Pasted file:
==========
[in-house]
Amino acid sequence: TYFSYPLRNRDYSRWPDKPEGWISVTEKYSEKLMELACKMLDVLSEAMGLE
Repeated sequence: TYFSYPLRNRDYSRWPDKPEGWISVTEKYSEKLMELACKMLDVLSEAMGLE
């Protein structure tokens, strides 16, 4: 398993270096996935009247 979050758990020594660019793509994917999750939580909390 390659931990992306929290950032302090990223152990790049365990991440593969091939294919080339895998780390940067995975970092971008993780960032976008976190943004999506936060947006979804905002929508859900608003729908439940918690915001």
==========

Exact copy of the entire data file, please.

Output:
[in-house]
Amino acid sequence: TYFSYPLRNRDYSRWPDKPEGWISVTEKYSEKLMELACKMLDVLSEAMGLE
Repeated sequence: TYFSYPLRNRDYSRWPDKPEGWISVTEKYSEKLMELACKMLDVLSEAMGLE
């Protein structure tokens, strides 16, 4: 398993270096996935009247 979050758990020594660019793509994917999750939580909390 390659931990992306929290950032302090990223152990790049365990991440593969091939294919080339895998780390940067995975970092971008993780960032976008976190943004999506936060947006979804905002929508859900608003729908439940918690915001």